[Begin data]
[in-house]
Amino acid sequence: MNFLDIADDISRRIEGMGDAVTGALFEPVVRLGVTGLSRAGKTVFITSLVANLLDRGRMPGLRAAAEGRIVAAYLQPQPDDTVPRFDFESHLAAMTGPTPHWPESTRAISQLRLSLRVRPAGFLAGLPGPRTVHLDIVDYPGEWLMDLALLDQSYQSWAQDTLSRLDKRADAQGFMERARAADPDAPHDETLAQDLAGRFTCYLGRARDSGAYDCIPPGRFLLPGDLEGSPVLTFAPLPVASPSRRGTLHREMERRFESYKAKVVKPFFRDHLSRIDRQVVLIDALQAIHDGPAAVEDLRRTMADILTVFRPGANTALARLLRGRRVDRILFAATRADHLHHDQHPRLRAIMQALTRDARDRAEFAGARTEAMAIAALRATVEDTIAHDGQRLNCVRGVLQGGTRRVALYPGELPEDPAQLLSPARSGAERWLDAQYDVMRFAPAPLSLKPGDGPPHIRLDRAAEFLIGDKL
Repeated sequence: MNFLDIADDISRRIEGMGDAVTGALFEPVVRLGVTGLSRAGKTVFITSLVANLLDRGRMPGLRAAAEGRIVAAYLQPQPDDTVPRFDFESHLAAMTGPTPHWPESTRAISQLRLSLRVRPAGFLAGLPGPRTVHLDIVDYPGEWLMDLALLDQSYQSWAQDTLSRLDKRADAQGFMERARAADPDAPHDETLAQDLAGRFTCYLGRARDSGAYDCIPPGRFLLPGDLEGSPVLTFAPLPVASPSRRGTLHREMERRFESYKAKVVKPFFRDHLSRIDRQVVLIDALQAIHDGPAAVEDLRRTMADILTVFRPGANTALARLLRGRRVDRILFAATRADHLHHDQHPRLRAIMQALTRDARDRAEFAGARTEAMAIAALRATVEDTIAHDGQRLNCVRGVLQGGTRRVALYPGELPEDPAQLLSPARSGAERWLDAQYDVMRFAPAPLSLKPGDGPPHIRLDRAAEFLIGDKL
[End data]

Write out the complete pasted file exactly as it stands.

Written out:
[in-house]
Amino acid sequence: MNFLDIADDISRRIEGMGDAVTGALFEPVVRLGVTGLSRAGKTVFITSLVANLLDRGRMPGLRAAAEGRIVAAYLQPQPDDTVPRFDFESHLAAMTGPTPHWPESTRAISQLRLSLRVRPAGFLAGLPGPRTVHLDIVDYPGEWLMDLALLDQSYQSWAQDTLSRLDKRADAQGFMERARAADPDAPHDETLAQDLAGRFTCYLGRARDSGAYDCIPPGRFLLPGDLEGSPVLTFAPLPVASPSRRGTLHREMERRFESYKAKVVKPFFRDHLSRIDRQVVLIDALQAIHDGPAAVEDLRRTMADILTVFRPGANTALARLLRGRRVDRILFAATRADHLHHDQHPRLRAIMQALTRDARDRAEFAGARTEAMAIAALRATVEDTIAHDGQRLNCVRGVLQGGTRRVALYPGELPEDPAQLLSPARSGAERWLDAQYDVMRFAPAPLSLKPGDGPPHIRLDRAAEFLIGDKL
Repeated sequence: MNFLDIADDISRRIEGMGDAVTGALFEPVVRLGVTGLSRAGKTVFITSLVANLLDRGRMPGLRAAAEGRIVAAYLQPQPDDTVPRFDFESHLAAMTGPTPHWPESTRAISQLRLSLRVRPAGFLAGLPGPRTVHLDIVDYPGEWLMDLALLDQSYQSWAQDTLSRLDKRADAQGFMERARAADPDAPHDETLAQDLAGRFTCYLGRARDSGAYDCIPPGRFLLPGDLEGSPVLTFAPLPVASPSRRGTLHREMERRFESYKAKVVKPFFRDHLSRIDRQVVLIDALQAIHDGPAAVEDLRRTMADILTVFRPGANTALARLLRGRRVDRILFAATRADHLHHDQHPRLRAIMQALTRDARDRAEFAGARTEAMAIAALRATVEDTIAHDGQRLNCVRGVLQGGTRRVALYPGELPEDPAQLLSPARSGAERWLDAQYDVMRFAPAPLSLKPGDGPPHIRLDRAAEFLIGDKL